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Officer involved shootings with second judicial circuit see grand jury for last 40 years

Posted at 6:12 PM, Apr 12, 2021
and last updated 2021-04-13 13:23:54-04

TALLAHASSEE, Fla. (WTXL) — For the last forty years, a grand jury was presented all the cases in the second judicial circuit involving law enforcement using deadly force.

State Attorney Jack Campbell said this includes any case with Tallahassee Police Department, as well as Leon County and Gadsden County Sheriff's Office.

He said bringing those cases before a grand jury is important, especially when a death is involved.

"Because of the incredible, serious nature," Campbell said. "Obviously, the use of deadly force is the most powerful implementation of state power possible. It is my belief and my Predecessor that in any time that when law enforcement uses that force, we should take it back to the people."

Local Criminal Defense Lawyer Nathan Prince said even though a case goes before a grand jury, it "doesn't mean there is any reason at all to think there was anything inappropriate or unlawful done by the officers."

He said in most officer-involved shootings, like the one involving Tallahassee Police at Valencia Square Apartments Friday, the state attorney will take the case to the grand jury to allow the public to be involved.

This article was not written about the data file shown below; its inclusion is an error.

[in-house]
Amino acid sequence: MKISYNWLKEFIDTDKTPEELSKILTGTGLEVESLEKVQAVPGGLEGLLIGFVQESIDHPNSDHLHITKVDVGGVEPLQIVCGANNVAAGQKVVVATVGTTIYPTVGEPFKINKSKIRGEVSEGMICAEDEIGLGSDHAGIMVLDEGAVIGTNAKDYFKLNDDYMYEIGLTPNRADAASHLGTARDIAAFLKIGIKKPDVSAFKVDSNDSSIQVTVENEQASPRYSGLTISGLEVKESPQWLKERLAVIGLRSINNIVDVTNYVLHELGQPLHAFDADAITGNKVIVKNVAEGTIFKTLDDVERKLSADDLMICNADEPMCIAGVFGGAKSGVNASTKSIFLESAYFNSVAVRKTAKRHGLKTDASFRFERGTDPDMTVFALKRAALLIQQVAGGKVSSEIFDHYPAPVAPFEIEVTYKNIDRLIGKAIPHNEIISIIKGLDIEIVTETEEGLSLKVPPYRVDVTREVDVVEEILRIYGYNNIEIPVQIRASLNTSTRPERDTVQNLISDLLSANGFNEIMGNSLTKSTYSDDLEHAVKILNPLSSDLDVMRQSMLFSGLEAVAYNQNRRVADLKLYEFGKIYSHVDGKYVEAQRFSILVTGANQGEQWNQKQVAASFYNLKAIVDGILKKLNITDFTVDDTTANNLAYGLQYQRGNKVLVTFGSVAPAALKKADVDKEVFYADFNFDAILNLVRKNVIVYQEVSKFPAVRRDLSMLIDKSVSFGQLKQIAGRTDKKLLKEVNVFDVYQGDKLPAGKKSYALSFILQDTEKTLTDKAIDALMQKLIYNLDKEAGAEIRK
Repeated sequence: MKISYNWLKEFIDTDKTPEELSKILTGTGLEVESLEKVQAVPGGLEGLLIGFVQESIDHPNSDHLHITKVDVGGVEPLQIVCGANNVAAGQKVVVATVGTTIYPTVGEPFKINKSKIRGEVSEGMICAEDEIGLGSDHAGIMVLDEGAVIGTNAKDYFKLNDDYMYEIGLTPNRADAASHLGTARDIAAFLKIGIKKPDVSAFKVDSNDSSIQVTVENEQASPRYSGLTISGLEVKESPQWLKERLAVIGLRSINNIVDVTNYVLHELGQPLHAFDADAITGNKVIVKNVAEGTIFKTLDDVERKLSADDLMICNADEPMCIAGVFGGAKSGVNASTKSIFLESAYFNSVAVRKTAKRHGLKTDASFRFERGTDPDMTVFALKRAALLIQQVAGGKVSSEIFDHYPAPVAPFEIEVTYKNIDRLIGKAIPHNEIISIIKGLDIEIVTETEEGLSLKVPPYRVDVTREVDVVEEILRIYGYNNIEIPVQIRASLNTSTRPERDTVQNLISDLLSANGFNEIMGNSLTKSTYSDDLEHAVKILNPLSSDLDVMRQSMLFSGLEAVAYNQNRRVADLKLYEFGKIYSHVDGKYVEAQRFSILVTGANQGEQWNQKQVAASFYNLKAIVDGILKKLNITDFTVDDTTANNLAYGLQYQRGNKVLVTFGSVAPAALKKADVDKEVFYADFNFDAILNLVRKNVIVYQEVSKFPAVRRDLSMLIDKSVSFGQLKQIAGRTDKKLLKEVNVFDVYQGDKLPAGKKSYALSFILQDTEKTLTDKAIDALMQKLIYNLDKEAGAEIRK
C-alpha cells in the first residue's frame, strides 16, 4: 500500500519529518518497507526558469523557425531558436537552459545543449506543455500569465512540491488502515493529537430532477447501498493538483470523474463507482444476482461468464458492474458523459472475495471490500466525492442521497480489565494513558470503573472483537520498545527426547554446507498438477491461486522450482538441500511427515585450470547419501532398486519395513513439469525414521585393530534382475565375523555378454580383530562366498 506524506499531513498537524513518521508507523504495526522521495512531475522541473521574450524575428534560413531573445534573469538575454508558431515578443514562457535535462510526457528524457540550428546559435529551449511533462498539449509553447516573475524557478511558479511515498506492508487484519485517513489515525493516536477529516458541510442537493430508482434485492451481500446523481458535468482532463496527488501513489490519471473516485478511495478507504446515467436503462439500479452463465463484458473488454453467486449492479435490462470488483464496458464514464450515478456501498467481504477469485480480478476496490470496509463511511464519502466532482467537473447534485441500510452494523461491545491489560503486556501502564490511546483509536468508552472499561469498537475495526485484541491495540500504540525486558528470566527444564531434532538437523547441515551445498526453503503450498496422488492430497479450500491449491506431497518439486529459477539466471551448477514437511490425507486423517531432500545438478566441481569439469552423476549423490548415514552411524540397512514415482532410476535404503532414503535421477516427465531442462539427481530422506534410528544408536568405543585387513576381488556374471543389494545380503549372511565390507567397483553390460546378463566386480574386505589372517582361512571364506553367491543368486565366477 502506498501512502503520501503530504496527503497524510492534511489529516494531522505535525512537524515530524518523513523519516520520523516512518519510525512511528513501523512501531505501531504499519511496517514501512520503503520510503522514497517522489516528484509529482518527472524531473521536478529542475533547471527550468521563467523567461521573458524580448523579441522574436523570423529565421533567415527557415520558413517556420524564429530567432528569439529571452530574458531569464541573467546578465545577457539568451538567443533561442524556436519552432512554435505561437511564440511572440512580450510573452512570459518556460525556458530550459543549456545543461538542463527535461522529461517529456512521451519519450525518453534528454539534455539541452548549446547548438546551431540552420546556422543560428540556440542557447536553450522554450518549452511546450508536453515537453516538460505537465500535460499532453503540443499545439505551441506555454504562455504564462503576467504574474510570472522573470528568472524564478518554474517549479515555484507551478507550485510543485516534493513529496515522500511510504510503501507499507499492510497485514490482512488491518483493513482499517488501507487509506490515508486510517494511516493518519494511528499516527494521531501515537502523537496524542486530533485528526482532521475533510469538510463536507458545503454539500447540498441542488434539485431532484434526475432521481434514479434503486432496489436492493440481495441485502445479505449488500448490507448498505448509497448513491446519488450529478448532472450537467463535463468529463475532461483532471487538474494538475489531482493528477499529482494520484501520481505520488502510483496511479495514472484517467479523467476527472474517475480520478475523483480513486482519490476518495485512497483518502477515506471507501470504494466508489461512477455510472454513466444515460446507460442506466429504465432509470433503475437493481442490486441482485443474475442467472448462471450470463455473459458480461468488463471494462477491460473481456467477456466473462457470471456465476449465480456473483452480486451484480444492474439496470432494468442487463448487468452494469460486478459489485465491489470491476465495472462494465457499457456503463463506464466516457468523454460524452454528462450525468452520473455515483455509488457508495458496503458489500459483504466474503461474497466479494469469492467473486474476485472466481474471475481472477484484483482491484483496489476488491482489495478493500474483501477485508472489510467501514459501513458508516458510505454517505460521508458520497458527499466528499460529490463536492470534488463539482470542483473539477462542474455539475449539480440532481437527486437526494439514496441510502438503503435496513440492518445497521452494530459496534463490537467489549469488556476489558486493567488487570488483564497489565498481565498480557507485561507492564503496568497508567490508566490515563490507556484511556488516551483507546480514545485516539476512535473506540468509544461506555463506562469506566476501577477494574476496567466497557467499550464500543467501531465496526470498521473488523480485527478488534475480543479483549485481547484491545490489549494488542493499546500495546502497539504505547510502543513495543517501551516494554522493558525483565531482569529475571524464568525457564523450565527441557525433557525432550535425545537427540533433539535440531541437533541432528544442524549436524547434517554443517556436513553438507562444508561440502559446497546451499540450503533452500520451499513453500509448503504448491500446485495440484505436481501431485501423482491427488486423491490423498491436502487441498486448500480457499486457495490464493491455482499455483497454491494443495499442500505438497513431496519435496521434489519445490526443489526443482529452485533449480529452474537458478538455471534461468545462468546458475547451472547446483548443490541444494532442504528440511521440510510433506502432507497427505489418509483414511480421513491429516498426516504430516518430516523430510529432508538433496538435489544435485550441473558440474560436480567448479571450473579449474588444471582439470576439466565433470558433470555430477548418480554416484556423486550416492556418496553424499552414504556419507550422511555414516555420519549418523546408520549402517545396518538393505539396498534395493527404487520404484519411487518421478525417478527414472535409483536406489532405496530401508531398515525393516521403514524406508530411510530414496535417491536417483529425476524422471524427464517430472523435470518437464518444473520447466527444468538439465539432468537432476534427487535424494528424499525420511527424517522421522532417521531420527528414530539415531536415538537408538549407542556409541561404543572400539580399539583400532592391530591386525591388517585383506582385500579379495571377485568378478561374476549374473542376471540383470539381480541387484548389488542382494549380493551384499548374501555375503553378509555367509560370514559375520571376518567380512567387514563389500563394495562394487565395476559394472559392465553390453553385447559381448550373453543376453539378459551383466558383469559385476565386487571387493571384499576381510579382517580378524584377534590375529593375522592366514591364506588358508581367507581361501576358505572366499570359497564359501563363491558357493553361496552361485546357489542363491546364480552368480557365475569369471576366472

The grand jury is similar to a regular jury, with 15 to 21 community members. Each person is randomly selected and is of different ages, sex and race.

In order to proceed, at least 15 have to be present and it takes 12 members to indict.

The latest Florida second judicial circuit grand jury was seated in March and will serve for six months. For their protection, their identities are also secret.

"What happens most of the time in an officer-involved shooting, the state attorney will say this is what we think happened based off the evidence available," Prince said. "We don't think they did anything wrong. You should return a no true bill."

A no true bill is when the grand jury dismisses charges against the defendant, also called a "no bill."

Prince believes this ends up being the verdict because of the actions taken by police.

"Most of these are totally lawful shootings that have no bases for an officer to be indicted," Prince said.

Even still, it's up to the grand jury to make the final decision.